Money has taken many forms over the years. Initially, currency consisted of rare objects found in nature. This could be shells, stones, beads, copper, gold or even animals. From these forms, money eventually developed into coinage, favoured for its portability and durability. Importantly, currency of all forms became a form of political control over subordinate classes. (1)
Jump to the 21st century and money has once again changed face – this time going digital. In the digital payment industry, it’s PayPal who are leaders of the pack. PayPal maintains dominance in this space for a number of reasons, but the biggest is by virtue of being the first company to process digital payments.
Their maturity has helped PayPal to und rstand the industry better than most, but that doesn’t mean they’ve stayed ahead of the pack. Not by a long shot. People are moving away from PayPal, and in this article, we look at why exactly that is.
There are currently 392 million accounts (and counting) on PayPal and the company makes much of its revenue from the fees that customers pay when using its platform. Ordinarily, these fees are at a fixed rate of 2.9% and 30c per transaction, but competing platforms are challenging this hegemony with fees of roughly 2-2.5%.
PayPal’s market dominance has had an enabling effect on their fees so, unsurprisingly, we’re about to see some changes. Some of the new fees include:
In contrast, many competitors leverage PayPal’s opaque fee structure to position their service as more desirable – such as by reducing fees or implementing a simpler system.
Many new financial products and digitally based businesses are turning huge profits in part because they lack physical branches for customers. PayPal are beneficiaries of exactly this structure, but there is a downside for the consumer. If you need help, advice or answers, you must navigate a convoluted phone and email system to get it.
PayPal is a third-party platform, so disputes between buyers and sellers inevitably arise. To their credit, they more commonly side with the buyer, but they are notoriously poor at owning up to their own mistakes, like sharing incorrect information between transaction parties. Spending hours on hold while waiting to speak with a customer service representative is not the best way to spend your day.
Stripe is one company directly benefiting from PayPal’s lack of customer service. They’re taking market share in part by offering 24/7 customer support.
Money moves fast in our hyper-digitised age and corresponding thirst for rapidity. It may (or may not) surprise you to learn that PayPal will hold your funds for 3-5 business days before they clear into your PayPal account. Emphasis on ‘business days’ with weekends adding two more days on top.
Technology is more than capable of transferring funds instantly. Many competitors prove this by offering 1–2-day transfers, if not instant.
PayPal choose to hold funds in their accounts to gain interest on them for a few days. They claim that this delay is due to the use of a clearing house – an institution that checks and approves the transfer of funds before their deposit. However, this claim is weakened by the fact that PayPal will happily waive the waiting period for a fee.
In 2021, PayPal introduced a revolutionising new feature to the platform: cryptocurrency. PayPal introduced four cryptocurrencies: Bitcoin, Ethereum, Litecoin and Bitcoin Cash, which can be used like regular currencies to make purchases on the platform. Enabling 392 million users to access to cryptocurrency was viewed as a huge boost for the crypto industry.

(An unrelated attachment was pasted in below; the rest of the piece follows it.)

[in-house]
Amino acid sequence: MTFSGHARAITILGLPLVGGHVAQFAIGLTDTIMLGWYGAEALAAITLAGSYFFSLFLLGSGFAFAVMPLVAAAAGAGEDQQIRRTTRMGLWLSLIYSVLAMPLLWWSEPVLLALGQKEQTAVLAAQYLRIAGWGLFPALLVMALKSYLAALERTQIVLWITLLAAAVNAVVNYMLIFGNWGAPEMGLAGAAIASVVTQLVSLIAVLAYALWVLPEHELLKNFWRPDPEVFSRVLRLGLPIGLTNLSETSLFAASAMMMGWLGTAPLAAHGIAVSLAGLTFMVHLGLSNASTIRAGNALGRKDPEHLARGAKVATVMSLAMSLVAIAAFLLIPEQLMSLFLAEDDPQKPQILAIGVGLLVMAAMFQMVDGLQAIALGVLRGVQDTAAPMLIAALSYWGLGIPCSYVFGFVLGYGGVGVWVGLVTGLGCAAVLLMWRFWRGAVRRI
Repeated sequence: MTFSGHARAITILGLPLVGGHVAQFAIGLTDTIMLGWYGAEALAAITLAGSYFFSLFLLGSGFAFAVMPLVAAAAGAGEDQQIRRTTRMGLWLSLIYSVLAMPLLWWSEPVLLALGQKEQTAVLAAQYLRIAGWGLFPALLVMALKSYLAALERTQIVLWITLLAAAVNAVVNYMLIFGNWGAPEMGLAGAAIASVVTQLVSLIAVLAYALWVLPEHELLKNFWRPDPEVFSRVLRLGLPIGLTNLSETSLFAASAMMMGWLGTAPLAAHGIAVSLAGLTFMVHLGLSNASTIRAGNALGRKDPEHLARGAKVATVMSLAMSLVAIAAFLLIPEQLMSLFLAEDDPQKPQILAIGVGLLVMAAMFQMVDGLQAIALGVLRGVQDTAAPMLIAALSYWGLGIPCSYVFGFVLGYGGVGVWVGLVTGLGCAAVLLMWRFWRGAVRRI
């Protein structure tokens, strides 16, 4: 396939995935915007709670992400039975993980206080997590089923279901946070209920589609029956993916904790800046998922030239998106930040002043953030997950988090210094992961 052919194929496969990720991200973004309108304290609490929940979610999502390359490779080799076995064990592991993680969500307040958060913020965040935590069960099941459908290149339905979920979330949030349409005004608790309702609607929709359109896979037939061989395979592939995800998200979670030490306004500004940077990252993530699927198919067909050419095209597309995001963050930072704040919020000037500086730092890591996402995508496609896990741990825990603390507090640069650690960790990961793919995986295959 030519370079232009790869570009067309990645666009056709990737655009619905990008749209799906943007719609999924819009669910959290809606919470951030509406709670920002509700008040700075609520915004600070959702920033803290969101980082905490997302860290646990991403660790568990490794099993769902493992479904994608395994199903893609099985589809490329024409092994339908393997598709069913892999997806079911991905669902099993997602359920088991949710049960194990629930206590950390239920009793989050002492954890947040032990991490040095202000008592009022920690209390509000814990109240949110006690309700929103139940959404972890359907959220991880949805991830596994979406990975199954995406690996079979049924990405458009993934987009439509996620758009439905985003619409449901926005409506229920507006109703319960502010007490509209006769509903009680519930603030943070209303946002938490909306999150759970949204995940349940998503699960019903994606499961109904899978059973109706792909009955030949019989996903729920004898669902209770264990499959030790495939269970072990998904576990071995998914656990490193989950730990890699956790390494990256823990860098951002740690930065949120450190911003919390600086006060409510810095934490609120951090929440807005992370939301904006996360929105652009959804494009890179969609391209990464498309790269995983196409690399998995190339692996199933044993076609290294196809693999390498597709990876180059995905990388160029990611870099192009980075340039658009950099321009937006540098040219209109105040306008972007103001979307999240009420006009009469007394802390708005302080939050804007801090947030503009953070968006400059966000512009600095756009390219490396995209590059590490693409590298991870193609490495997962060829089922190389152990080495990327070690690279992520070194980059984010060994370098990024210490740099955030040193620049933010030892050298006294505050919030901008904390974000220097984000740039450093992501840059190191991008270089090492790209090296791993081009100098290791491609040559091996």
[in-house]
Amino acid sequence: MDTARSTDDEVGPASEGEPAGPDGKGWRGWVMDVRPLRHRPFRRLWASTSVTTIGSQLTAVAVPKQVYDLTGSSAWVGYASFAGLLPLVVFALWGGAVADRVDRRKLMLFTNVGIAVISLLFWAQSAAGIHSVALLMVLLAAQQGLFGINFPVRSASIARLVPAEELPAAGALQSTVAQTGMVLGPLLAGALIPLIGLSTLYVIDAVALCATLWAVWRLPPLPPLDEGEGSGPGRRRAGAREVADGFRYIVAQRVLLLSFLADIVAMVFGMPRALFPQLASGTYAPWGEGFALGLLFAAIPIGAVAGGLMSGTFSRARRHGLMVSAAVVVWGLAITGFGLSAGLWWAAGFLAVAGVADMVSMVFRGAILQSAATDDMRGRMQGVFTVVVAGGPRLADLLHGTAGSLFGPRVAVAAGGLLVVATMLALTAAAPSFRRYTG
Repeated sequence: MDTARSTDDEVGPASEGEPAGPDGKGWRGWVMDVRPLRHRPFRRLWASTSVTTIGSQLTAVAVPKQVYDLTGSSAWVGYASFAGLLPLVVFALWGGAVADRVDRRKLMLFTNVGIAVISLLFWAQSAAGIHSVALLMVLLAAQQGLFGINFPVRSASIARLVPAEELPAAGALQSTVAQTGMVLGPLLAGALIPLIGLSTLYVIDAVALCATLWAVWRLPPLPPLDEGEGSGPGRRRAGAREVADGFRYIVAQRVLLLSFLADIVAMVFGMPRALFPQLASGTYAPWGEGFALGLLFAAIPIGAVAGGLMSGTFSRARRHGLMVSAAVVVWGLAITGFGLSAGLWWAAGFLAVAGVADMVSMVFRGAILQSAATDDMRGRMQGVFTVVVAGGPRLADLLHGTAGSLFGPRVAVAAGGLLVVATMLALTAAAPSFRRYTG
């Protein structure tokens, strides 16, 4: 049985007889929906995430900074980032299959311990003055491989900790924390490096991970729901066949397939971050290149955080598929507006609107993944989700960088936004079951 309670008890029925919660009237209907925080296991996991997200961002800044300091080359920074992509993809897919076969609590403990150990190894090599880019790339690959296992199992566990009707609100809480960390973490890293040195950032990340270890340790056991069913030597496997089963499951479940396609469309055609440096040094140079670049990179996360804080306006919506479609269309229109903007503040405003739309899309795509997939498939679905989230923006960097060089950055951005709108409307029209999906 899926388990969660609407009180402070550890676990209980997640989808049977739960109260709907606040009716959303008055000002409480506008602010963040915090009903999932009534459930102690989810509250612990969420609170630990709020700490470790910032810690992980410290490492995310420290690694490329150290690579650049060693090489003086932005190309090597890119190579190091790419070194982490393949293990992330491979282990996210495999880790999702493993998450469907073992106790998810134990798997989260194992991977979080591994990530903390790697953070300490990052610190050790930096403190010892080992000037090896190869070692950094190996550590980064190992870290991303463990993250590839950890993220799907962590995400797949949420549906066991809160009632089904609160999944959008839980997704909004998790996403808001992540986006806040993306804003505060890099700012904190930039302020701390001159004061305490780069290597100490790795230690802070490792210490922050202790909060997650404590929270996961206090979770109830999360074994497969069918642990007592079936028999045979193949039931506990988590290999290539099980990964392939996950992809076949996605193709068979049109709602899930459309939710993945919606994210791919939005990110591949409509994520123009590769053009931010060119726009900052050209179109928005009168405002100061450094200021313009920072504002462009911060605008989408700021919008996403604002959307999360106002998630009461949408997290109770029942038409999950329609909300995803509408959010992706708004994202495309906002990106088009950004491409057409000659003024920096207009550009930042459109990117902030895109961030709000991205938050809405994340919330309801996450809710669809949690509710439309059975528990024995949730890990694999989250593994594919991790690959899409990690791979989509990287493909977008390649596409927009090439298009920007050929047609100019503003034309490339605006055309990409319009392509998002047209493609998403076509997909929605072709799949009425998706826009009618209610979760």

However, there is one large problem with their cryptocurrency feature – users can buy, sell and make purchases with cryptocurrency, but they cannot transfer. This effectively locks your crypto to your PayPal account.
There is a common phrase in the crypto world: ‘not your keys, not your crypto.’ For more experienced crypto users, the inability to transfer your crypto is a significant hindrance.
If you have a credit card with Visa, Master Card or American Express, then you may have received a text, in-app or email notification when making larger purchases. They typically read something to the effect of:
This is your card provider checking irregular payments made to your card and offering help in the instance that is a case of fraud. This level of service is unparalleled in the digital payment space and reiterates the safety of using traditional finance networks.
By contrast, PayPal takes a much less proactive stance against fraud. While you will still be protected to an extent, it is ultimately up to the consumer to keep tabs on fraudulent transactions and follow them up.
As roughly a third of fraudulent transactions and scams go unreported, many consumers seem unaware that they are victims of fraud at all. PayPal’s reactionary approach can leave many consumers vulnerable to financial crime and without the proper means to defend against it. (3)
With PayPal’s disproportionate fees, relatively poor customer service, murky holding times, confusing cryptocurrency restrictions and improper fraud prevention, it’s little wonder why some are moving away from the platform. Their market dominance isn’t exactly waning, but as consumers become more financially savvy, it’s likely that more people will consider pivoting to alternative financial services.
1. “When-and why-did people first start using money? Source: https://theconversation.com/when-and-why-did-people-first-start-using-money-78887
2. “PayPal raising merchant fees on some of its transactions” Source: https://www.theverge.com/2021/6/19/22541286/paypal-raise-seller-fees-transactions-online-payments
3. Scams Cost Australians Over $630 Million” Source: https://www.scamwatch.gov.au/news-alerts/scams-cost-australians-over-630-million
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